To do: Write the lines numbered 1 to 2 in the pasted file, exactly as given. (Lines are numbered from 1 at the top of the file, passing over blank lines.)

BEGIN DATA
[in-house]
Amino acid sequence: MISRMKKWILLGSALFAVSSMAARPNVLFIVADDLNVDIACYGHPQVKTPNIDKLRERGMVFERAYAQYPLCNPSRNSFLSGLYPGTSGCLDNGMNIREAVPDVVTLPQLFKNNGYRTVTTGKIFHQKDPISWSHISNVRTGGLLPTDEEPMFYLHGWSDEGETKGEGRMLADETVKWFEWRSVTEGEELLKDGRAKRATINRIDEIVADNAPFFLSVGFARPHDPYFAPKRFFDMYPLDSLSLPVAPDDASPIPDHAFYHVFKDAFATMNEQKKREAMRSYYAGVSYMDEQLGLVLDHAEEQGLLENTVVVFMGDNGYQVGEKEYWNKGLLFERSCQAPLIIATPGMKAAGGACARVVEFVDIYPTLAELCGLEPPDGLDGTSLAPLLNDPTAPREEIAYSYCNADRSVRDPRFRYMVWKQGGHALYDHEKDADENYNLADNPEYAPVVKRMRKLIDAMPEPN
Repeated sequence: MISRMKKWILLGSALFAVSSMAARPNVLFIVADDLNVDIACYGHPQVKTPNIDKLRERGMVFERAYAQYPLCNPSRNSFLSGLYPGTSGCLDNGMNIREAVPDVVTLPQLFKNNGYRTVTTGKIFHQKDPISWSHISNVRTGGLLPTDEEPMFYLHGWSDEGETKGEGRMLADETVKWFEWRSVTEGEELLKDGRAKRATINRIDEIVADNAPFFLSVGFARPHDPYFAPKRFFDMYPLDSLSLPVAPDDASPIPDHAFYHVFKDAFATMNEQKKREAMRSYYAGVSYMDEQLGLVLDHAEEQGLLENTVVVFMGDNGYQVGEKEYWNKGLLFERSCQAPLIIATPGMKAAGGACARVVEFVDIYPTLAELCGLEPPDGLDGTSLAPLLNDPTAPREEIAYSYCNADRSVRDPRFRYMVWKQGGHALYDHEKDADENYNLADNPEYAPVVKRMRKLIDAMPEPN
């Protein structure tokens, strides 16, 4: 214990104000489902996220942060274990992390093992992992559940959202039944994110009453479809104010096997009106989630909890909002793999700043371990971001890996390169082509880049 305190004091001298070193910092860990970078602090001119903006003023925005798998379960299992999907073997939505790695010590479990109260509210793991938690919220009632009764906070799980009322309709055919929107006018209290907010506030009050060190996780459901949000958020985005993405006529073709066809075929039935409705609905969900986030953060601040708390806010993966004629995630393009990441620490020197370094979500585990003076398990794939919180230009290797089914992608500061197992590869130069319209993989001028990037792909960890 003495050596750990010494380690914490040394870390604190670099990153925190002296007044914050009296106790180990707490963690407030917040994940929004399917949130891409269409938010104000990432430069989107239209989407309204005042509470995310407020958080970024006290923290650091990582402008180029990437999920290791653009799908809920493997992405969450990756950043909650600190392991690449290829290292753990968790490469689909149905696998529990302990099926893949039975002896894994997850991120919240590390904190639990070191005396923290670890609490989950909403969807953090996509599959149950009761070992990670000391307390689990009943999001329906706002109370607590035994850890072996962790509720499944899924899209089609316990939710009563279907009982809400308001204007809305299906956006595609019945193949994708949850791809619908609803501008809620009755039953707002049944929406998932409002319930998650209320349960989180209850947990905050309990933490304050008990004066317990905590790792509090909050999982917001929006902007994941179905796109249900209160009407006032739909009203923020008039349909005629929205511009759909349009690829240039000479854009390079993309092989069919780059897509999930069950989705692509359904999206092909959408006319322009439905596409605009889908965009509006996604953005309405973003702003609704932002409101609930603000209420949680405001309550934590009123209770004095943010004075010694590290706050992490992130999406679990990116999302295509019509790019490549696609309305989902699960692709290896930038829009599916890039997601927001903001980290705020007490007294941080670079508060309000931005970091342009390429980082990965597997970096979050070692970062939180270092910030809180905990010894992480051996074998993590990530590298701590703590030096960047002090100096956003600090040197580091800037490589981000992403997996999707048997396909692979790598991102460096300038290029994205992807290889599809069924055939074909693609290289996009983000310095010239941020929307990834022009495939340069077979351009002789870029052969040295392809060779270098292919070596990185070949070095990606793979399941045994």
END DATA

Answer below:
[in-house]
Amino acid sequence: MISRMKKWILLGSALFAVSSMAARPNVLFIVADDLNVDIACYGHPQVKTPNIDKLRERGMVFERAYAQYPLCNPSRNSFLSGLYPGTSGCLDNGMNIREAVPDVVTLPQLFKNNGYRTVTTGKIFHQKDPISWSHISNVRTGGLLPTDEEPMFYLHGWSDEGETKGEGRMLADETVKWFEWRSVTEGEELLKDGRAKRATINRIDEIVADNAPFFLSVGFARPHDPYFAPKRFFDMYPLDSLSLPVAPDDASPIPDHAFYHVFKDAFATMNEQKKREAMRSYYAGVSYMDEQLGLVLDHAEEQGLLENTVVVFMGDNGYQVGEKEYWNKGLLFERSCQAPLIIATPGMKAAGGACARVVEFVDIYPTLAELCGLEPPDGLDGTSLAPLLNDPTAPREEIAYSYCNADRSVRDPRFRYMVWKQGGHALYDHEKDADENYNLADNPEYAPVVKRMRKLIDAMPEPN